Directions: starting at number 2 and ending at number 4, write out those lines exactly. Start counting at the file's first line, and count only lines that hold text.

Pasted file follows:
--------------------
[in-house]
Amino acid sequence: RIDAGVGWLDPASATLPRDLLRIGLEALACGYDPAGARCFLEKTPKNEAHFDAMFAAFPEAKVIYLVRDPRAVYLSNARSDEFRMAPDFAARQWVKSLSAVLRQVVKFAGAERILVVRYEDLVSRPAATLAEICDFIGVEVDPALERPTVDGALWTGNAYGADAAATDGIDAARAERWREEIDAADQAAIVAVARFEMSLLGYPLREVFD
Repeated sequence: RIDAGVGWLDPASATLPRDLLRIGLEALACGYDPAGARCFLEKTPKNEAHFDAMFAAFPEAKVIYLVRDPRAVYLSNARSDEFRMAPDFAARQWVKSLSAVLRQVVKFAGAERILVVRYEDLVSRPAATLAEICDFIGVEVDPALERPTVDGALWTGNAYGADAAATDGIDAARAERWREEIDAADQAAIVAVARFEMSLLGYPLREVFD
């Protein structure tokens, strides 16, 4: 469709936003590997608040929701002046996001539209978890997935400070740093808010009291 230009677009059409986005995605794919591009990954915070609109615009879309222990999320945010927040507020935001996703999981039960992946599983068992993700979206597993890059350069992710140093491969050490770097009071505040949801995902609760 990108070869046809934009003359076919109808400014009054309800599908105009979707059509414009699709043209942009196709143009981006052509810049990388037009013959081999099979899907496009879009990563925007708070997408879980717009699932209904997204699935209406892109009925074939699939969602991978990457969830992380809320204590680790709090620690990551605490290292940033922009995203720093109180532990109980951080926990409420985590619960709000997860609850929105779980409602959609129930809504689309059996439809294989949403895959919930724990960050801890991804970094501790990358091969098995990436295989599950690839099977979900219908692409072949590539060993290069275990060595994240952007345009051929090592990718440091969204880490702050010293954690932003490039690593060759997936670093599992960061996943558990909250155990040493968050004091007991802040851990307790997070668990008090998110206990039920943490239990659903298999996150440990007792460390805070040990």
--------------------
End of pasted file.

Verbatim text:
Amino acid sequence: RIDAGVGWLDPASATLPRDLLRIGLEALACGYDPAGARCFLEKTPKNEAHFDAMFAAFPEAKVIYLVRDPRAVYLSNARSDEFRMAPDFAARQWVKSLSAVLRQVVKFAGAERILVVRYEDLVSRPAATLAEICDFIGVEVDPALERPTVDGALWTGNAYGADAAATDGIDAARAERWREEIDAADQAAIVAVARFEMSLLGYPLREVFD
Repeated sequence: RIDAGVGWLDPASATLPRDLLRIGLEALACGYDPAGARCFLEKTPKNEAHFDAMFAAFPEAKVIYLVRDPRAVYLSNARSDEFRMAPDFAARQWVKSLSAVLRQVVKFAGAERILVVRYEDLVSRPAATLAEICDFIGVEVDPALERPTVDGALWTGNAYGADAAATDGIDAARAERWREEIDAADQAAIVAVARFEMSLLGYPLREVFD
């Protein structure tokens, strides 16, 4: 469709936003590997608040929701002046996001539209978890997935400070740093808010009291 230009677009059409986005995605794919591009990954915070609109615009879309222990999320945010927040507020935001996703999981039960992946599983068992993700979206597993890059350069992710140093491969050490770097009071505040949801995902609760 990108070869046809934009003359076919109808400014009054309800599908105009979707059509414009699709043209942009196709143009981006052509810049990388037009013959081999099979899907496009879009990563925007708070997408879980717009699932209904997204699935209406892109009925074939699939969602991978990457969830992380809320204590680790709090620690990551605490290292940033922009995203720093109180532990109980951080926990409420985590619960709000997860609850929105779980409602959609129930809504689309059996439809294989949403895959919930724990960050801890991804970094501790990358091969098995990436295989599950690839099977979900219908692409072949590539060993290069275990060595994240952007345009051929090592990718440091969204880490702050010293954690932003490039690593060759997936670093599992960061996943558990909250155990040493968050004091007991802040851990307790997070668990008090998110206990039920943490239990659903298999996150440990007792460390805070040990």